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Parents Turn to Equity Release to Help Children onto the Property Ladder


equity release

In the UK, parents are fuelling a £6.2 billion boom in equity release loans to help younger people get on the property ladder.


Households have doubled the amount they’ve borrowed through loans tied to the value of their homes in the past five years, according to the Equity Release Council. Estate agent Knight Frank said that rising interest rates, being wealthy but cash poor, and the need to help relatives are driving more people to access cash through products known as lifetime mortgages.


The finding reveals the scale of what families can do for children after a decade of soaring house prices left millions with big buffers of wealth. Even though prices have been falling for the past few months, housing affordability is at its worst in almost 150 years, putting ownership out of reach for many first-time buyers, according to Schroders.


“Older homeowners who have enjoyed many years of growth in the UK housing market now hold the vast majority of property wealth,” said David Forsdyke, head of later life finance at Knight Frank. “There is a growing need for older family members to pass this wealth down to the younger generations, who are struggling to afford property on their own.”


About 93,400 homeowners borrowed a record £6.2 billion last year through equity-release loans, data from the Equity Release Council indicates. It’s equivalent to about £66,400 per household.


The total value was up 29 per cent from the previous year and double the levels seen in 2017.


Equity release products allow older homeowners (over 55) to release cash tied up in their properties. The most popular product is a lifetime mortgage, where people take out a loan secured against the property while still owning it.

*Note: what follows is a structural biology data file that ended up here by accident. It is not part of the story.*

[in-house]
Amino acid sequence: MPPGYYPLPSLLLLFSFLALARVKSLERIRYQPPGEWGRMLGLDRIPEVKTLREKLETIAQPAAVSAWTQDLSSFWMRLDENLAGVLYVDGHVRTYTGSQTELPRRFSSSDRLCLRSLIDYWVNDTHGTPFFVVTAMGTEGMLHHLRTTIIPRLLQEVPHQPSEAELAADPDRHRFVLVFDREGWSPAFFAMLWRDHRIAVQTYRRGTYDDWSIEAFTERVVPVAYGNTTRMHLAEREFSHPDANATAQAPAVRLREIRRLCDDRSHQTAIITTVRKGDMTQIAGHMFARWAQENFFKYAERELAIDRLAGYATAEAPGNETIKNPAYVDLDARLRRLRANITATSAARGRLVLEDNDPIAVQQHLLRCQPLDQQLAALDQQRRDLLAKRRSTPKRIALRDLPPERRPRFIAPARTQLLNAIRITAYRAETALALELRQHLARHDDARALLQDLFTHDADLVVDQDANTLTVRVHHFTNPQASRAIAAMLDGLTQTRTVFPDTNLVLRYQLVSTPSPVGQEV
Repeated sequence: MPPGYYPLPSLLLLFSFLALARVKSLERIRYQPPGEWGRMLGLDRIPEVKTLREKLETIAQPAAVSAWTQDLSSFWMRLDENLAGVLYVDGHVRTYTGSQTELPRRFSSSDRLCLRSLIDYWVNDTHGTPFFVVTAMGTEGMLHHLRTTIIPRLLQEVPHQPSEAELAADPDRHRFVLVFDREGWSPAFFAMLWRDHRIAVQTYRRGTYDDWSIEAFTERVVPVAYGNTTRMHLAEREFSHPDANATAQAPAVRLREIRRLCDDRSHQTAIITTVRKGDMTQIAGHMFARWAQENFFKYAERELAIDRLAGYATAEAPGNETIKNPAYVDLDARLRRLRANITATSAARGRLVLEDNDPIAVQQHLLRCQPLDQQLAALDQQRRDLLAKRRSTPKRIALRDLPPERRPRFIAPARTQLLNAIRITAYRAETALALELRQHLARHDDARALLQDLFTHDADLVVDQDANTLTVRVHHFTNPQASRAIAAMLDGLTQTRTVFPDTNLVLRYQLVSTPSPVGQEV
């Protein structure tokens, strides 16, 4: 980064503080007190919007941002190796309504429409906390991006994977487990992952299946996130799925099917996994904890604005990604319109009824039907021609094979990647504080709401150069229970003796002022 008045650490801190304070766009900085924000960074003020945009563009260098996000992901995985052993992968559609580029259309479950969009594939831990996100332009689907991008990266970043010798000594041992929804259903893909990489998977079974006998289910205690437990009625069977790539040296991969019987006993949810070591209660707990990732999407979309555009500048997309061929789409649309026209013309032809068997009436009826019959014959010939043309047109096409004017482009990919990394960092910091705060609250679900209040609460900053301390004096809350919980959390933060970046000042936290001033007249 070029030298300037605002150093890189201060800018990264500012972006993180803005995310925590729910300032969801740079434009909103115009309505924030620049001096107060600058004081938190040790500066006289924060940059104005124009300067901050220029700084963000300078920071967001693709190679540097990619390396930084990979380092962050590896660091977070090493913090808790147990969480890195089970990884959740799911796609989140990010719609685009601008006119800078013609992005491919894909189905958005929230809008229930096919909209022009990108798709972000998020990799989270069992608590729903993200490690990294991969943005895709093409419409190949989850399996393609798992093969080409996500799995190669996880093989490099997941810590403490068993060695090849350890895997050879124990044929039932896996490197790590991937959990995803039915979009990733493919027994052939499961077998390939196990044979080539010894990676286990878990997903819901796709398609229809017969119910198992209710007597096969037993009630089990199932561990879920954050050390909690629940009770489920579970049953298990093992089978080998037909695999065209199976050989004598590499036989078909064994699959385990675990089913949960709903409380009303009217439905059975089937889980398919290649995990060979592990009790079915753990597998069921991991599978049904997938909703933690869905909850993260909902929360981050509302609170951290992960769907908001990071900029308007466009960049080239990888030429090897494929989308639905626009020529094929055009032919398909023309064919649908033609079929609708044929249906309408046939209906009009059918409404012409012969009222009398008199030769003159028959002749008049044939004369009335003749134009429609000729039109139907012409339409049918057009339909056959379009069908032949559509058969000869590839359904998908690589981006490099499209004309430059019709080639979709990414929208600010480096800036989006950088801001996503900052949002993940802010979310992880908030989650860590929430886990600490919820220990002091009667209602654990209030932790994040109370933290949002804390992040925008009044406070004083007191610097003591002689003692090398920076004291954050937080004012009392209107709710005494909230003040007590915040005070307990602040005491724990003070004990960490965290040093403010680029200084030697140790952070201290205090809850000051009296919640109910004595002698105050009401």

Lifetime mortgages are offered to people over 55, allowing them to borrow a lump sum and then draw down cash when needed. This is a pre-agreed, tax-free amount and the interest can be rolled up into the loan rather than paid monthly. When the borrower dies or moves into long-term care, proceeds from the sale of the home pays off the loan.


Forsdyke said many “asset rich but cash poor” homeowners are using equity-release as a source of income.


The loans also can work for wealthy households using interest-only mortgages to reduce the amount of money tied up in the property as they are facing much higher interest costs when they renew their deals.


“Lots of borrowers are currently receiving an interest rate shock as their current mortgage term ends and the terms of renewal or remortgage are significantly higher,” he said. “Equity release provides a way to overcome the shock, keep payments at a manageable level, and even bring some flexibility over payments that borrowers did not have before.”


“In the midst of a fall in product choice and concerns surrounding interest rates, consumers may feel pressured to take out a lifetime mortgage,” said Rachel Springall, a finance expert at Moneyfacts Group. “If it is the most appropriate choice, then they must be conscious of how equity release works and its resulting impact.”


Even so, those loans can be costly – more expensive than a regular mortgage.

The average rate for a lifetime equity release mortgage was 6.61 per cent in February, according to Moneyfacts. The rate had jumped to 8.13 per cent in November, after Liz Truss roiled markets with her budget plans during her short term as prime minister. The effective rate on new mortgages rose 21 basis points to 3.88 per cent in January, a jump from 1.58 per cent a year earlier, the Bank of England said this month.


Even with the borrowing boom, many lenders have pulled equity-release products off the market since the Truss budget, which put a chill on the appetite banks have for risk. The number of lifetime equity release products has fallen by 70 per cent since September last year, plummeting to 597 deals to just 178 last month.


Still, Forsdyke said that using equity release products is likely to remain popular because of a number of benefits it can unlock for consumers. One is that it’s a way to gift money to children that also can reduce tax bills.


“By creating debt against your property and allowing that debt to increase, you can reduce the potential taxable value of the property itself so there are inheritance tax planning applications there as well,” Forsdyke said.


If you would like to explore further how releasing equity in your home could help you or your family, please contact us today for a free, no obligation consultation in the comfort of your own home.


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